Women’s magazines, like the print business overall, have a notoriously poor history of foregrounding people of color, whether inside their pages, as subjects of their features, or of course, on their covers. Progress creeps along at the most marginal pace. Are the issues through the first half of 2016 any indication…
Glamour’s new plus size-focused stand-alone issue “Chic At Any Size”—part of a partnership with Lane Bryant—has received praise, but one star featured is, if not mad about the inclusion, questioning it.
Lane Bryant continues its long climb back into the hearts of plus-size shoppers with a Glamour collaboration.
Carly Fiorina’s week is, thus far, not so hot: she’s polling between 1 and 3 percent, and both she and Rand Paul learned yesterday they’re being booted down to the kid’s table “undercard” debate. We’ll miss Carly whenever she departs, but happily, we’ll always have this very fun interview in Glamour to remember her…
Jennifer Lawrence appears on the cover of Glamour’s February issue with the cover line “No Filter” (shocking) and an interview that finds her praising Planned Parenthood.
Glamour’s January cover features besties and stars of the forthcoming movie Sisters, Tina Fey and Amy Poehler. It’s also an issue devoted to “social”—also known as Twitter, Instagram, Facebook and all those other platforms the cover stars don’t actually use.
The husband of Moira Smith, an NYPD officer killed on September 11, 2001, is publicly returning a “Woman of the Year” award given to her by Glamour magazine. James Smith said he FedExed the award back to the magazine after learning it had also been awarded to Caitlyn Jenner.
Rita Ora is on the cover of September’s Glamour (the UK edition, seeing as how their readers are more capable of matching her face to her name), and she looks great! Though technically naked, we see her pensively holding a dress in front her body as though looking in a mirror while thinking, “Will people recognize me…
Thanks to Glamour’s love specialists, we already know how to make any living man spontaneously cum at the sight of us — but what about those of us who are dating ghosts? Where’s our content?
FEATHERS. FEATHERS FEATHERS FEATHERS.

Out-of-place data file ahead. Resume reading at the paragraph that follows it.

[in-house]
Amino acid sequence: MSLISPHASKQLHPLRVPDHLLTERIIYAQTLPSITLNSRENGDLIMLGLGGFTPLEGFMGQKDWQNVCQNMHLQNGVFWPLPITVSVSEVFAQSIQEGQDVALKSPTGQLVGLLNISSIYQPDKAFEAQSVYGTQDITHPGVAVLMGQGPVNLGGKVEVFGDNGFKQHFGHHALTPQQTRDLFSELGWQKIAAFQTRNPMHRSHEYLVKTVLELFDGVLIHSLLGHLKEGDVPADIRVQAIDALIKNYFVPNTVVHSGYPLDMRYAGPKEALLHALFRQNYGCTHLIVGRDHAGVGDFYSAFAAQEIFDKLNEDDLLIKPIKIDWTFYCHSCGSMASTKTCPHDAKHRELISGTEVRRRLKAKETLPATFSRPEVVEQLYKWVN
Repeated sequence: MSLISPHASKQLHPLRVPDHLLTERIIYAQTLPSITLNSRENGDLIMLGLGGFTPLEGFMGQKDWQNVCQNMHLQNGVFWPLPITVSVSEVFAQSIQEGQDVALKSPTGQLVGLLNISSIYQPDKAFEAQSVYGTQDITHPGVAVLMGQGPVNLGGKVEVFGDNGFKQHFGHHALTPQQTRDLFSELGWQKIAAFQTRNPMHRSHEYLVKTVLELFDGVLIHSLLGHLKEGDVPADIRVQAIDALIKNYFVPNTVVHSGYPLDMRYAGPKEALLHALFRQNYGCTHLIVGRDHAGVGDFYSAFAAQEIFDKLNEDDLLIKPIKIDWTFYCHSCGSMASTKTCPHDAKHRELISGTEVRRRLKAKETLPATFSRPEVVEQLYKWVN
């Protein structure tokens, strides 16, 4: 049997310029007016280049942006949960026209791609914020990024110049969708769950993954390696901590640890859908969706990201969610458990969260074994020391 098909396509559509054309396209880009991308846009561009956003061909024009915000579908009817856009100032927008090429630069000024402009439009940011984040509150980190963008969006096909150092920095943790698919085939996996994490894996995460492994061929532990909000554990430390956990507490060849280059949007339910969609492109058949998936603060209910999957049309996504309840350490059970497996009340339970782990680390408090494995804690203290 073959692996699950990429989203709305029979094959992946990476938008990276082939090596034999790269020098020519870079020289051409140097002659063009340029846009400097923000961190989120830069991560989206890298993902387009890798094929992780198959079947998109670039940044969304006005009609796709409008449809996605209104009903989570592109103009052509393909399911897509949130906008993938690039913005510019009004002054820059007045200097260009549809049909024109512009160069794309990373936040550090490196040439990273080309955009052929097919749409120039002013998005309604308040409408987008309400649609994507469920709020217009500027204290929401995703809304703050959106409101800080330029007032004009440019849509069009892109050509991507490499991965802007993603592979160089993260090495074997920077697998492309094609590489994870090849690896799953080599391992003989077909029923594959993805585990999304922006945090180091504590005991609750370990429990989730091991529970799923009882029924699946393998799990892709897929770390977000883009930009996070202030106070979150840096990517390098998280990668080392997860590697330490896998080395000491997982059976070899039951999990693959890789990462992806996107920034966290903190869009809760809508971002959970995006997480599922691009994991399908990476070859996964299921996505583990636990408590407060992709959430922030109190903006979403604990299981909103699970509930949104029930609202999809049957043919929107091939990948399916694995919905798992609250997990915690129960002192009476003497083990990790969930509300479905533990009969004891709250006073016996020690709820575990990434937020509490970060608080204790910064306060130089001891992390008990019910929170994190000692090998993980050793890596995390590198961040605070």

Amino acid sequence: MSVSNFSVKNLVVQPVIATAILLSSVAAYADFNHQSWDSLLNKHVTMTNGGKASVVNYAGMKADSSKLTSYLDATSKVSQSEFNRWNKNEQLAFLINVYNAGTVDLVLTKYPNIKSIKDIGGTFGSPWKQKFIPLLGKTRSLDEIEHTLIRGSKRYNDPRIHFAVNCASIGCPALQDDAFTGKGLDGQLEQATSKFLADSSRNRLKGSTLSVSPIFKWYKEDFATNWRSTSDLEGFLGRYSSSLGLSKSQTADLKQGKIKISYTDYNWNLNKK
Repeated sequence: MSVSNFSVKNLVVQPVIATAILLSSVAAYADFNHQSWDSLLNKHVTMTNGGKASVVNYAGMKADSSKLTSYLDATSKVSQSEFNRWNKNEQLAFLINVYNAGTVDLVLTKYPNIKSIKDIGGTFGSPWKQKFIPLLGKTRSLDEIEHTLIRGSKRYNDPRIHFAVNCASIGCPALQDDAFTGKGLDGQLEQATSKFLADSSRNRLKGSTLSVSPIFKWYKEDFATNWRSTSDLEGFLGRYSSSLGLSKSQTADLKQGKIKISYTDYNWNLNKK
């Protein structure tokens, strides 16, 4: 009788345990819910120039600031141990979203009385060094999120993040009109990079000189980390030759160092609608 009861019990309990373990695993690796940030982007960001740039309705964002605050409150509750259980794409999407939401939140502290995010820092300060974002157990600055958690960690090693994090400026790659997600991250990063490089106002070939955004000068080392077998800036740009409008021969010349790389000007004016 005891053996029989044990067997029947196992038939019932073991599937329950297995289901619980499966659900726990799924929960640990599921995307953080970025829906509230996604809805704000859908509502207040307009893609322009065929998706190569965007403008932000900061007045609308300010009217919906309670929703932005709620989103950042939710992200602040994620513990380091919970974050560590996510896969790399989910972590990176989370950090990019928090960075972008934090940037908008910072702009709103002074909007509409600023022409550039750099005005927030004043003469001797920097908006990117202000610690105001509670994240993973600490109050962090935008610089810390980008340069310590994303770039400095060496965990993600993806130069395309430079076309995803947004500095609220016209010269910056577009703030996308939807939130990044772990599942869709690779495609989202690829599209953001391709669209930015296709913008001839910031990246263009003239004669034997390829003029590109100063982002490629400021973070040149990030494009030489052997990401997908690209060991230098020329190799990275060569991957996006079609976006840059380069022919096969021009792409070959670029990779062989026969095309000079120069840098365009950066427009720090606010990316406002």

"I am so fucking excited to see you all!" Joanna Coles, clad in a pair of leather leggings, yelled from the stage of the David H. Koch theater at Lincoln Center at 9:30 a.m. on a brisk Saturday in November. Coles, the editor-in-chief of Cosmopolitan magazine, was kicking off the New York version of the publication's
Monday night at Glamour's annual Woman of the Year Awards in New York City, many of our most important cultural and political luminaries, and Tinsley Mortimer, walked the red carpet in the name of Empowerment.
Zosia Mamet talked about her eating disorder battle on MSNBC's Morning Joe today. The Girls actress revealed how her father, famous playwright David Mamet, called out her addiction one day, saying "You can't die" to try and stop her from hurting herself. In that moment, Zosia said she realized that her "addiction…
Olivia Wilde graces the cover of Glamour's September issue. And, in a twist, instead of promoting a film, she's promoting the fact that this fall, she will cohost the International Women's Media Foundation's Courage in Journalism Awards. Plus: Inside the issue, she's photographed breastfeeding.
As August is just around the corner, now seems like an appropriate time to let you know that both Glamour and Marie Claire (and Katie Holmes and Zoë Saldana, by extension) are advocating for the Canadian Tuxedo as The Look for the rest of summer.
Glamour magazine is branching out into the big bad world of beauty by launching Lipstick.com, which happens to be a domain that's just been lying around Condé Nast since 1999.
"I don't know if I'm going to want to act anymore. I'm always relieved on the days I don't have to. I'd rather give parts to other women than be the woman having the parts." — Lena Dunham, April 2014 cover girl for Glamour. Additional images after the jump.
With a redesign and a over a third of its pages devoted to fashion coverage, Glamour magazine is celebrating 75 years by doing what legacy brands do these days: harkening back to the old, emphasizing the new and making sure they make money while they do both.